Warning: If you are particularly squeamish about medical stuff, don't read any further. Go watch Matt dancing instead. Even if you do read on, go watch Matt dancing anyway afterward. It will just make you feel good.
If you don't know me "in real life," maybe you can tell from that tiny photo over there ---> that I am extremely fair-skinned. I was a teenager in the 80s, a historical period in which pale was NOT the new tan. I was sure that somehow, if I just spent enough time in the sun, got past that first blistering burn of the season, my pale pink skin would tan. Or maybe at least my freckles would merge, giving the illusion of a tan. I spent nearly every day of the summer at the swim club pool and swam on the swim team for many years. Our summer vacations usually consisted of trips to Myrtle Beach, where my mom would attempt to humiliate me by making me cover up with a t-shirt and zinc oxide, I would balk dramatically, and end up with a serious, painful burn. I would spend the evenings shivering uncontrollably in our air-conditioned room at the Starlite Lodge, somehow puzzled that this had happened again.
Just as an aside, I now know all too well the helpless feeling of watching your beloved child make really stupid choices because after all, they are 12, almost a teenager for crying out loud, and you are just old and you don't know anything. Sorry, Mom.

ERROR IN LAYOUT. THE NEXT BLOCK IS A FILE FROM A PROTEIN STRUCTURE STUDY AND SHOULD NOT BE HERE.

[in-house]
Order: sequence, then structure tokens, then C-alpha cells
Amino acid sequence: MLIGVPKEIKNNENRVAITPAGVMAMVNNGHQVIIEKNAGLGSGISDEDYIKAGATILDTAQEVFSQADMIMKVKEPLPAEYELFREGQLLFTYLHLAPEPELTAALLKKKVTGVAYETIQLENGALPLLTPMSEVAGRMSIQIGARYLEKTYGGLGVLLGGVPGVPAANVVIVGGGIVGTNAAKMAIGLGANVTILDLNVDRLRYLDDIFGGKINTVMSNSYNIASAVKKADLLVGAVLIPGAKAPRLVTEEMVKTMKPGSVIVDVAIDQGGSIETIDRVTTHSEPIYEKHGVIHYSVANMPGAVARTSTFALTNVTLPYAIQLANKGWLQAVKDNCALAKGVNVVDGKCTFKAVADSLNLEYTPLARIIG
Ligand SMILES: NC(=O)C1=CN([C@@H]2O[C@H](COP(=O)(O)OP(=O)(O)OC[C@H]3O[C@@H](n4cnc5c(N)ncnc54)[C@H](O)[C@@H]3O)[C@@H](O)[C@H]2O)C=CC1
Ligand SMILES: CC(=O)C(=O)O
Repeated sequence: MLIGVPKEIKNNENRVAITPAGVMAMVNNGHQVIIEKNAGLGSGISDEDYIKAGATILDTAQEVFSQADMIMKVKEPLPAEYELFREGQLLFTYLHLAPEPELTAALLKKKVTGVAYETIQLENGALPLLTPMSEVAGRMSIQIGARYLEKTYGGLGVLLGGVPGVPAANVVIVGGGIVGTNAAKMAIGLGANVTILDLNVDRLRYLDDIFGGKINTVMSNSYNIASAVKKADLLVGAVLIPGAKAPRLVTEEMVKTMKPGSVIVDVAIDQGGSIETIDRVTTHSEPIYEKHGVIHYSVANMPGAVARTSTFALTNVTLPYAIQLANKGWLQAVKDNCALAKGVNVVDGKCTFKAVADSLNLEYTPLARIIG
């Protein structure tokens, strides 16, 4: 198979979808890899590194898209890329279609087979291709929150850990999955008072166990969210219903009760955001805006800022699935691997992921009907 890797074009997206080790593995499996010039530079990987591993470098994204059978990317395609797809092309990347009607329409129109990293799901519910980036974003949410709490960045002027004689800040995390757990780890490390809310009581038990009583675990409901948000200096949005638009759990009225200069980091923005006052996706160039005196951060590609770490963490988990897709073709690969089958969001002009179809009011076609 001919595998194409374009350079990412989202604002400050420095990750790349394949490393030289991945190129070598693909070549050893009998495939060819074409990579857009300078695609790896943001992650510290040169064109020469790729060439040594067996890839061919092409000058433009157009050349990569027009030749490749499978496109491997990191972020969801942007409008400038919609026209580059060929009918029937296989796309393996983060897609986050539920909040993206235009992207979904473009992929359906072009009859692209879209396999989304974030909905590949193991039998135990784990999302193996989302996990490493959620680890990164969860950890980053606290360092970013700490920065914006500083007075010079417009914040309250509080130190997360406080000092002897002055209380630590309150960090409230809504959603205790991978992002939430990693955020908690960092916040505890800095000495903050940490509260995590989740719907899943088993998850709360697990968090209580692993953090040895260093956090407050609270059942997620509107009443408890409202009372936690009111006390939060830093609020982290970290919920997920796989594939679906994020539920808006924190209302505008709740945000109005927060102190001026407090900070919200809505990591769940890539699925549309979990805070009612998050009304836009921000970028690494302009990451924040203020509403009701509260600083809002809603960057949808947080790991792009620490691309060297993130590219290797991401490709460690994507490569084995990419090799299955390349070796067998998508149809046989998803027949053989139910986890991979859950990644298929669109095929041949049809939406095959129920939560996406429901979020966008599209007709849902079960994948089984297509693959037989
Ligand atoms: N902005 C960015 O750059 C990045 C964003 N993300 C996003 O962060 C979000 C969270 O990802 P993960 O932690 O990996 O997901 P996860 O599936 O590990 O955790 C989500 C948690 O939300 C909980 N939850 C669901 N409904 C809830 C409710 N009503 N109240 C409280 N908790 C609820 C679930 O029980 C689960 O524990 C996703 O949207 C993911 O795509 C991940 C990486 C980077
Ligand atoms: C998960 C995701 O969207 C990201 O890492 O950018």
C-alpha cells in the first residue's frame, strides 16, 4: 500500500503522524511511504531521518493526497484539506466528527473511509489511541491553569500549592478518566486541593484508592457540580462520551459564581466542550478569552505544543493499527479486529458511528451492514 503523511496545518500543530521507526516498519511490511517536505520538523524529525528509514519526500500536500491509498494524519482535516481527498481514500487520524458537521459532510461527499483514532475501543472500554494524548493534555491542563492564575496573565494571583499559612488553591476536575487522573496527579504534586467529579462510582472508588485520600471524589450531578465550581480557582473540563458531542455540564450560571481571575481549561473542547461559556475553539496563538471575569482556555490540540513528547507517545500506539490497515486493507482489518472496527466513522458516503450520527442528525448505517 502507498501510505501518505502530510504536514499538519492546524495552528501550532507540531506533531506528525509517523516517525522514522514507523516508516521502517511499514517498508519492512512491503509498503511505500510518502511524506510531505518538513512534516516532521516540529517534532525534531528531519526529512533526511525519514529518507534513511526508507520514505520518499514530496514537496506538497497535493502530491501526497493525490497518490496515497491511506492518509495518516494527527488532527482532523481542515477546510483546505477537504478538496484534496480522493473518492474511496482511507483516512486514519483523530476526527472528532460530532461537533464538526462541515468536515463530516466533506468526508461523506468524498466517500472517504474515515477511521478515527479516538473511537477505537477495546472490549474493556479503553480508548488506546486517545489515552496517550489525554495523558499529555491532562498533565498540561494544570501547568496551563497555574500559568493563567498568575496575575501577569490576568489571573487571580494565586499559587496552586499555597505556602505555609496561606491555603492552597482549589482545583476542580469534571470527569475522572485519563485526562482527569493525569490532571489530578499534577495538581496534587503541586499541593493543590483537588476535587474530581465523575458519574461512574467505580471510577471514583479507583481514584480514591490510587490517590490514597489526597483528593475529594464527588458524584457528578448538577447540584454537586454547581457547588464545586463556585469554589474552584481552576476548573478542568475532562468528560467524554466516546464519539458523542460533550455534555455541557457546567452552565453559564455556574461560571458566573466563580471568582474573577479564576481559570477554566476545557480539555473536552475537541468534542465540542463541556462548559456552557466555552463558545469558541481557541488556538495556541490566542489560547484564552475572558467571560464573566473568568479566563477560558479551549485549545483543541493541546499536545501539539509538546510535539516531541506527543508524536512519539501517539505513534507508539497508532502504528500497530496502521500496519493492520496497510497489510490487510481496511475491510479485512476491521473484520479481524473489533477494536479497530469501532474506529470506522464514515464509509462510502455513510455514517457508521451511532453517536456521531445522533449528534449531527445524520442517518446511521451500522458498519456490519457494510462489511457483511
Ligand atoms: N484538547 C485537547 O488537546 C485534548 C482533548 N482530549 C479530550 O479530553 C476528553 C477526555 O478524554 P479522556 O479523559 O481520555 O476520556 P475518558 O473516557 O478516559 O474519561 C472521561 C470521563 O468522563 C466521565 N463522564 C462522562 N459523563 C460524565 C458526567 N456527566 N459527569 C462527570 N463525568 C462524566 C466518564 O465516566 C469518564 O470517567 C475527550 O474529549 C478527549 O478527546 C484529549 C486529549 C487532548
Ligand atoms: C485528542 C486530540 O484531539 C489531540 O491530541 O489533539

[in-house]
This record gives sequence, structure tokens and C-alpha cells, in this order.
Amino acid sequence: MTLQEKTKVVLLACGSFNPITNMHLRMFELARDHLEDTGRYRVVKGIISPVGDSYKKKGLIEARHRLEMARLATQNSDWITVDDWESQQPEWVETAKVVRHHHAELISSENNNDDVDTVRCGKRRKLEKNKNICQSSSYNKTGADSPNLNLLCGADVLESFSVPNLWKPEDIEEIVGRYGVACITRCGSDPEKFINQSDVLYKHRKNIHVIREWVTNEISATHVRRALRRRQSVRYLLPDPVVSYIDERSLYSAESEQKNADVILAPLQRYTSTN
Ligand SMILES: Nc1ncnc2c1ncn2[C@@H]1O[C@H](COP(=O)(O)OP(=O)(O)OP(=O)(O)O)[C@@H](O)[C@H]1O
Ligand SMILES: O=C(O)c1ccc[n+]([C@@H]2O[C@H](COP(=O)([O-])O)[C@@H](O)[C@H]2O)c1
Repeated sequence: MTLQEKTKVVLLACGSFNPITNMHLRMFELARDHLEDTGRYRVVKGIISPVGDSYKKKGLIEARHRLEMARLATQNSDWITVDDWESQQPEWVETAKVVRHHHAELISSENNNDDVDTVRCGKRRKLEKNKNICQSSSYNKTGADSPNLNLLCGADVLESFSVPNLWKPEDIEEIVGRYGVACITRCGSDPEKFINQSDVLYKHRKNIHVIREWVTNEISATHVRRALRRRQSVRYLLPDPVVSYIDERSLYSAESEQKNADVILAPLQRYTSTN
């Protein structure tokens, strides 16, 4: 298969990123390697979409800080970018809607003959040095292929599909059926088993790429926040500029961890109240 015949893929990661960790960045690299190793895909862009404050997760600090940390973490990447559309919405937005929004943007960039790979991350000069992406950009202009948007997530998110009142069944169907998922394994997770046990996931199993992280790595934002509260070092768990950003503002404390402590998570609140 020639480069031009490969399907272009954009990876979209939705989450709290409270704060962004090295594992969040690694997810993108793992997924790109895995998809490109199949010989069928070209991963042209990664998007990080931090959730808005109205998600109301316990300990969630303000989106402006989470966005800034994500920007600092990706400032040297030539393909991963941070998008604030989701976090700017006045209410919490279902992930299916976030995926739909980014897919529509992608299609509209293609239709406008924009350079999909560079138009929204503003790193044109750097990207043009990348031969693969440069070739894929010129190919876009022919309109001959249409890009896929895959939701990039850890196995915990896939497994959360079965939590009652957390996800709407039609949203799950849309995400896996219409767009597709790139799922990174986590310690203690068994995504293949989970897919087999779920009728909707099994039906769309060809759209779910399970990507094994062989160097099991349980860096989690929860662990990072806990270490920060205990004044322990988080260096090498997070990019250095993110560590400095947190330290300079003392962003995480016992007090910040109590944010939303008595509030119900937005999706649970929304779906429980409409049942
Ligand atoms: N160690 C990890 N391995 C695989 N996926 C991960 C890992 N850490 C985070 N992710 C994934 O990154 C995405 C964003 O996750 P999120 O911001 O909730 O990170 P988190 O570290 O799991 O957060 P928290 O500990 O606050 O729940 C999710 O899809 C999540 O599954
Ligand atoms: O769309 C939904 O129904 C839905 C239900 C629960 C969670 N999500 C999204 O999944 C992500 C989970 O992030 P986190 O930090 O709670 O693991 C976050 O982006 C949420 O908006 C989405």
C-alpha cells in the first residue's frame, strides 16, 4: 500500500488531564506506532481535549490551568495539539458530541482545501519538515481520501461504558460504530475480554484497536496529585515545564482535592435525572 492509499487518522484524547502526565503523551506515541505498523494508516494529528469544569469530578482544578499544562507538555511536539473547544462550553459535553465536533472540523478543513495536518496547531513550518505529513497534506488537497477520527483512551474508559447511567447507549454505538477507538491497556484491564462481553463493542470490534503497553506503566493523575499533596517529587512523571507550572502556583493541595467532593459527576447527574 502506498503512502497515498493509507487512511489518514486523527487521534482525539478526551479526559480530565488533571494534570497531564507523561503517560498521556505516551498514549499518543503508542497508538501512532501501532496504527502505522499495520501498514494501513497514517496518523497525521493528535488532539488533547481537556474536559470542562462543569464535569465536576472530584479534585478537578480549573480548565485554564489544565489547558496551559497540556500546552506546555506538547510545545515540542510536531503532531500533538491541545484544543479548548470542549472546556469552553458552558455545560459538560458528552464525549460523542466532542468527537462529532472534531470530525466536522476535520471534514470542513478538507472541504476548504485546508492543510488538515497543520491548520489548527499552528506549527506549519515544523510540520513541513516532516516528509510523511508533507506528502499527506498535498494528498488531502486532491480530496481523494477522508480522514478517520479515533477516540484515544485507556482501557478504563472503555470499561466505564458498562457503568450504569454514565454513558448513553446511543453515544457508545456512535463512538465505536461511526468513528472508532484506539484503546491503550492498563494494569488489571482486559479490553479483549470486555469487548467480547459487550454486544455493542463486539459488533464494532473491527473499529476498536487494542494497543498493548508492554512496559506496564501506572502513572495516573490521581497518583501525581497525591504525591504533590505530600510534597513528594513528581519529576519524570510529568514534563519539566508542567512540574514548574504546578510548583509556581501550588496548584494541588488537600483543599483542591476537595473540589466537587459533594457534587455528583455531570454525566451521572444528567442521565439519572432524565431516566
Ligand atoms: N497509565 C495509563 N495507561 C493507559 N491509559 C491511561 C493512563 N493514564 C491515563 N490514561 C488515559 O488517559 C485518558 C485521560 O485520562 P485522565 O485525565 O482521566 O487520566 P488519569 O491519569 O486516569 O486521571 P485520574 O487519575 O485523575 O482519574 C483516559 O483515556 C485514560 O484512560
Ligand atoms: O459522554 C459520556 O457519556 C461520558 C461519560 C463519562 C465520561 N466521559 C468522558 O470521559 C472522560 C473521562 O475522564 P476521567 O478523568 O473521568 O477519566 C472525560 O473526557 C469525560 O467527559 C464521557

I shudder now when I remember the days my friends and I spent sunbathing in the backyard in our bikinis (oh, long-lost bikini body, wherefore art thou?), our bodies slathered in baby oil and our hair stiff with lemon juice. I compounded the sun exposure by moving to Orlando for two years in my early twenties, where I could bake in the sun for approximately ten months out of the year.
My dermatologist found the first skin cancer (basal cell carcinoma, thankfully, not the more malignant melanoma) about 11 years ago. I had thought she would freeze it off and the matter would be done with, and was thus surprised at the four-inch line of stitches left on my back. I joked that I would tell people the scar was the result of a sword fight. The doctor, with her gorgeous milky white Irish skin that has apparently never seen a ray of sun, cautioned me that there would be more such scars in my future. I became scrupulous about wearing sunscreen, but the damage was already done.
Today the same doctor removed my seventh skin cancer. And I thought of that saying, "If I can't set a good example, at least let me serve as a cautionary tale." My inclination was to crop this photo because heaven knows no one should have to look at that much of my naked flesh, but I realized that two of the earlier scars are visible at the bottom of the picture. I will spare you the two on my neck, one on my arm, and one on my forehead. They've all been basal cells so far, but I will not be surprised, and neither will my mom who really tried her best, if one of them turns out to be something worse, something requiring treatment more invasive than a bit of slicing and dicing and eight stitches.
Wear sunscreen. Make your kids wear sunscreen.